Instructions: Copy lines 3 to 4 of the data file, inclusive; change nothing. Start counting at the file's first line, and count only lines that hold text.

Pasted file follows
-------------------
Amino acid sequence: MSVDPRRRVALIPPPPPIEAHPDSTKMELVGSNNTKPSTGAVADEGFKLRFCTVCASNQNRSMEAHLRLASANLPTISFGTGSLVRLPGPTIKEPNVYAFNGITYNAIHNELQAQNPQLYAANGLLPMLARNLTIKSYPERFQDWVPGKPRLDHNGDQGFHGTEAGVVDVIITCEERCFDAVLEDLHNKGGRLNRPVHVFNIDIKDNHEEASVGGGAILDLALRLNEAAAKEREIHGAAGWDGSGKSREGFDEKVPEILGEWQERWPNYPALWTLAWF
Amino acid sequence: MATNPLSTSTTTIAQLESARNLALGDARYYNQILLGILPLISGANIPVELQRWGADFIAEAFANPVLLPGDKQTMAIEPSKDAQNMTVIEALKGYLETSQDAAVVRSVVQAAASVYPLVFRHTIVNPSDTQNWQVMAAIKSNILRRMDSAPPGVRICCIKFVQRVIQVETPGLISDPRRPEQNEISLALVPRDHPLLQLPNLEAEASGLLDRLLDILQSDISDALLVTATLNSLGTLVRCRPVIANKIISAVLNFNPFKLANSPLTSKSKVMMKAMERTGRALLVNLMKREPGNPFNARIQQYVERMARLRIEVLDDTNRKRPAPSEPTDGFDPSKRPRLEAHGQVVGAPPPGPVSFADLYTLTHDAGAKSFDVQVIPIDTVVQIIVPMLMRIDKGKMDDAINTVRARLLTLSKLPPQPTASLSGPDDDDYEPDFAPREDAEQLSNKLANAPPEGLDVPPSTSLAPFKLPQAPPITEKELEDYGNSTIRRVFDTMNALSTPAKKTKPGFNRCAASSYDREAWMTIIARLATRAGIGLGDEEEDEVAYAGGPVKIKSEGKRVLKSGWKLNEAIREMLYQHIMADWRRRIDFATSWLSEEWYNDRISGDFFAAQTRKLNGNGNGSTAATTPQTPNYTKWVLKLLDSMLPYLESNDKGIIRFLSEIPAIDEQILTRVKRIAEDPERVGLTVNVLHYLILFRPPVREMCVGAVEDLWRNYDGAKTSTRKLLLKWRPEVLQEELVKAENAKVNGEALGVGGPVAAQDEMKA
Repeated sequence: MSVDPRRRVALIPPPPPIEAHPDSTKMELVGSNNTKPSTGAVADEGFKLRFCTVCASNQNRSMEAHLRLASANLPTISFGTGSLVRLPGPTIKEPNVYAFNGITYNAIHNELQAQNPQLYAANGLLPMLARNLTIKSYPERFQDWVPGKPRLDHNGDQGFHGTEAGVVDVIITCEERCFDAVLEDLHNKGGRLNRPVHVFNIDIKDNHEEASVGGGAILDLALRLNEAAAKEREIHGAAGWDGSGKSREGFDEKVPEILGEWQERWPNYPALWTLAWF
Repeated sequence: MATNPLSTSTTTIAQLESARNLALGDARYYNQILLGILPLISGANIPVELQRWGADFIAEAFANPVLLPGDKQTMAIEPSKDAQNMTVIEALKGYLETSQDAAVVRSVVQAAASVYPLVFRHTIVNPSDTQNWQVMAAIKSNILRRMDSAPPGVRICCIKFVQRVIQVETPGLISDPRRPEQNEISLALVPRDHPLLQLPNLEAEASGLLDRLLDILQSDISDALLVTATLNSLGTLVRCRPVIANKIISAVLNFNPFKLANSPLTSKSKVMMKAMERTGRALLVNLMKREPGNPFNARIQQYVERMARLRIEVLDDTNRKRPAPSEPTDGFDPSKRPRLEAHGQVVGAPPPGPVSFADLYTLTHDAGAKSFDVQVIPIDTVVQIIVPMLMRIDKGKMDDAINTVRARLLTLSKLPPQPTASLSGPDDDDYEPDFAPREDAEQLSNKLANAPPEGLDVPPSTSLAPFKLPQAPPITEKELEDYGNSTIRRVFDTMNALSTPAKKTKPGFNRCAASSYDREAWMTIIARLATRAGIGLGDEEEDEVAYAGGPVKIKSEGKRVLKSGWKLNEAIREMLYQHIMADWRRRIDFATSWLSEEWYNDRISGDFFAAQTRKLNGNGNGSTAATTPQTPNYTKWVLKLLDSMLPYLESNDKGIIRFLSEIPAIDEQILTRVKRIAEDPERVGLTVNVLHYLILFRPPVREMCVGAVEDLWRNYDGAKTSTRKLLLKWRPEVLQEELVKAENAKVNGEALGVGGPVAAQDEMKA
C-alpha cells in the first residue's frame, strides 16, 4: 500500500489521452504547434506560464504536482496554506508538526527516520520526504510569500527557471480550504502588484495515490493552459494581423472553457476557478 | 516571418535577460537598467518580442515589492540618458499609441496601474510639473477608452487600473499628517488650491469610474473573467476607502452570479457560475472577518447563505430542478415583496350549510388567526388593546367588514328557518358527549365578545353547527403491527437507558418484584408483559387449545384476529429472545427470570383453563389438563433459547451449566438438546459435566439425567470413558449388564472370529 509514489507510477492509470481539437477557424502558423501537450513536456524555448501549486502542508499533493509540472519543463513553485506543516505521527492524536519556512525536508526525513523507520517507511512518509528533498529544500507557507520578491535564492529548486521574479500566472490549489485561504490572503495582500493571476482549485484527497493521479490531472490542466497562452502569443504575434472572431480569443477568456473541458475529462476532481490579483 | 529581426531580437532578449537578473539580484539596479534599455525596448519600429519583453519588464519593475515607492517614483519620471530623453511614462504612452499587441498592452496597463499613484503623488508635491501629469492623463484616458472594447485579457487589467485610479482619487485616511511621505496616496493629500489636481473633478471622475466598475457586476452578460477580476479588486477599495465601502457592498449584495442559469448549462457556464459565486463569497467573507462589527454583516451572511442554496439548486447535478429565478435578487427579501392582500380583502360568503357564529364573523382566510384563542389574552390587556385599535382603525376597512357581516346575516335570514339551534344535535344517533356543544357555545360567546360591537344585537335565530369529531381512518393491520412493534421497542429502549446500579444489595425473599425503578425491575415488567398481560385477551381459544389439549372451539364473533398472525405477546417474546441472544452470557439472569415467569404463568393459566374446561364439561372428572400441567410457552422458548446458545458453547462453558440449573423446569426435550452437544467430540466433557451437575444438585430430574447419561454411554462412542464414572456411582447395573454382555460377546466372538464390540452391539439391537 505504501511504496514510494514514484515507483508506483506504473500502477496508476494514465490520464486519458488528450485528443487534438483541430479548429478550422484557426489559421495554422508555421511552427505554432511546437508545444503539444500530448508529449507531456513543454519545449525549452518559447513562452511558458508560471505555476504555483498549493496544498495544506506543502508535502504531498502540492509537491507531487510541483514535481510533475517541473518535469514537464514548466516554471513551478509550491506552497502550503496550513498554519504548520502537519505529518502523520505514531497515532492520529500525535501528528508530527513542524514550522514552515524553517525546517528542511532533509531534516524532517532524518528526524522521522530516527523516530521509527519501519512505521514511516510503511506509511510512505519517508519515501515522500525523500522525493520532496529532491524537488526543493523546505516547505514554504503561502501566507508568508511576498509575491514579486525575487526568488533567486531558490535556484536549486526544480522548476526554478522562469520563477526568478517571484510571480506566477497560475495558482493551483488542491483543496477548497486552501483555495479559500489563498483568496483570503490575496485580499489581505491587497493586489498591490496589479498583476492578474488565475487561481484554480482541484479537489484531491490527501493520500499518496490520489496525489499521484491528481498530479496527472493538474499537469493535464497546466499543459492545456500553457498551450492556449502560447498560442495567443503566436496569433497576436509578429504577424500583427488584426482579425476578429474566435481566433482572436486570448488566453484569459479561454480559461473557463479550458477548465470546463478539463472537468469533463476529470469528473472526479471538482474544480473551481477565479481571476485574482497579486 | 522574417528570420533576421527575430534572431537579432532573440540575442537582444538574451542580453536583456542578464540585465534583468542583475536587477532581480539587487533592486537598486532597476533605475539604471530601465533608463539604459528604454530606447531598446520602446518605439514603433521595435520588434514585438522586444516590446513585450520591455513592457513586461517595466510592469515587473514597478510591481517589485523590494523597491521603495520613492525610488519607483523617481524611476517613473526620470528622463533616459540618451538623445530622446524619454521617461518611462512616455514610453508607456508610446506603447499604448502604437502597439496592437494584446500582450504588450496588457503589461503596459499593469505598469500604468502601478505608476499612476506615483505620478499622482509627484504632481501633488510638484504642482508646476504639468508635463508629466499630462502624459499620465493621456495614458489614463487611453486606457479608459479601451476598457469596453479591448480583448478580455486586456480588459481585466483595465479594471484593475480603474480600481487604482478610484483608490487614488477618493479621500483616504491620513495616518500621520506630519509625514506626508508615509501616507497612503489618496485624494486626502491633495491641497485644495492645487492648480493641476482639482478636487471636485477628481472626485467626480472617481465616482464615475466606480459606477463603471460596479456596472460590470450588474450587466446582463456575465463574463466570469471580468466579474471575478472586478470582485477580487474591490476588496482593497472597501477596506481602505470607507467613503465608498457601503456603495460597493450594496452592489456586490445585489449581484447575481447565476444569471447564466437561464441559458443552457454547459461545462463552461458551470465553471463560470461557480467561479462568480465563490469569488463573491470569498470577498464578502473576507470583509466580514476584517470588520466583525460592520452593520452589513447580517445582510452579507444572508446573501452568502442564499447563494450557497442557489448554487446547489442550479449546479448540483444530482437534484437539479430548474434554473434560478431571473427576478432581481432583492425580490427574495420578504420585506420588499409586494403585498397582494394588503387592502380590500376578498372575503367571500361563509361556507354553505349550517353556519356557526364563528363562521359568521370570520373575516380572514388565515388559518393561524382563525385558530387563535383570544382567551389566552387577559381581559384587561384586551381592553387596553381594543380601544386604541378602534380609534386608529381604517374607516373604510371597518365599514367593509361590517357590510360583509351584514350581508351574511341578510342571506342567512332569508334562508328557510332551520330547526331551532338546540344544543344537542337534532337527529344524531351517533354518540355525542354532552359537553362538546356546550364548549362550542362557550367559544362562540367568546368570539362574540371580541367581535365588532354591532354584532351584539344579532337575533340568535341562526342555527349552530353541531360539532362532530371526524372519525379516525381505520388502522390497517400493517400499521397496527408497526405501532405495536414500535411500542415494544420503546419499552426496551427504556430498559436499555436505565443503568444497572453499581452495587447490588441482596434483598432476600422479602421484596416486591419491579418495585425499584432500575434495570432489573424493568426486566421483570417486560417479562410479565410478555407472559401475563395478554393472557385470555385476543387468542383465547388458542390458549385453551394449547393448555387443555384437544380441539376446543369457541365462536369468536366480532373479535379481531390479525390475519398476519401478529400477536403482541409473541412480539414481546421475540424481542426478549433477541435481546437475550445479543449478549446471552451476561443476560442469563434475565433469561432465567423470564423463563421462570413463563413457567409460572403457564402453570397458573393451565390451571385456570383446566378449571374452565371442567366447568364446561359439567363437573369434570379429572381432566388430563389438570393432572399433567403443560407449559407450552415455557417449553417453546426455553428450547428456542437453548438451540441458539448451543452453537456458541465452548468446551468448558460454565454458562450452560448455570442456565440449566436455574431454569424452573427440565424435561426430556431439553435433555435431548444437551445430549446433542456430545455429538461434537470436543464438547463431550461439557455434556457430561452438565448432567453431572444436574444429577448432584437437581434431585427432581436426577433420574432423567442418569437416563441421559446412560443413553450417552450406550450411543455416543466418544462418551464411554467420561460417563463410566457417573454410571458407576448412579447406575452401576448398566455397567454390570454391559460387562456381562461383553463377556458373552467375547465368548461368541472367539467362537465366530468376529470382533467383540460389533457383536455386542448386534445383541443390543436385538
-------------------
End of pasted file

Repeated sequence: MSVDPRRRVALIPPPPPIEAHPDSTKMELVGSNNTKPSTGAVADEGFKLRFCTVCASNQNRSMEAHLRLASANLPTISFGTGSLVRLPGPTIKEPNVYAFNGITYNAIHNELQAQNPQLYAANGLLPMLARNLTIKSYPERFQDWVPGKPRLDHNGDQGFHGTEAGVVDVIITCEERCFDAVLEDLHNKGGRLNRPVHVFNIDIKDNHEEASVGGGAILDLALRLNEAAAKEREIHGAAGWDGSGKSREGFDEKVPEILGEWQERWPNYPALWTLAWF
Repeated sequence: MATNPLSTSTTTIAQLESARNLALGDARYYNQILLGILPLISGANIPVELQRWGADFIAEAFANPVLLPGDKQTMAIEPSKDAQNMTVIEALKGYLETSQDAAVVRSVVQAAASVYPLVFRHTIVNPSDTQNWQVMAAIKSNILRRMDSAPPGVRICCIKFVQRVIQVETPGLISDPRRPEQNEISLALVPRDHPLLQLPNLEAEASGLLDRLLDILQSDISDALLVTATLNSLGTLVRCRPVIANKIISAVLNFNPFKLANSPLTSKSKVMMKAMERTGRALLVNLMKREPGNPFNARIQQYVERMARLRIEVLDDTNRKRPAPSEPTDGFDPSKRPRLEAHGQVVGAPPPGPVSFADLYTLTHDAGAKSFDVQVIPIDTVVQIIVPMLMRIDKGKMDDAINTVRARLLTLSKLPPQPTASLSGPDDDDYEPDFAPREDAEQLSNKLANAPPEGLDVPPSTSLAPFKLPQAPPITEKELEDYGNSTIRRVFDTMNALSTPAKKTKPGFNRCAASSYDREAWMTIIARLATRAGIGLGDEEEDEVAYAGGPVKIKSEGKRVLKSGWKLNEAIREMLYQHIMADWRRRIDFATSWLSEEWYNDRISGDFFAAQTRKLNGNGNGSTAATTPQTPNYTKWVLKLLDSMLPYLESNDKGIIRFLSEIPAIDEQILTRVKRIAEDPERVGLTVNVLHYLILFRPPVREMCVGAVEDLWRNYDGAKTSTRKLLLKWRPEVLQEELVKAENAKVNGEALGVGGPVAAQDEMKA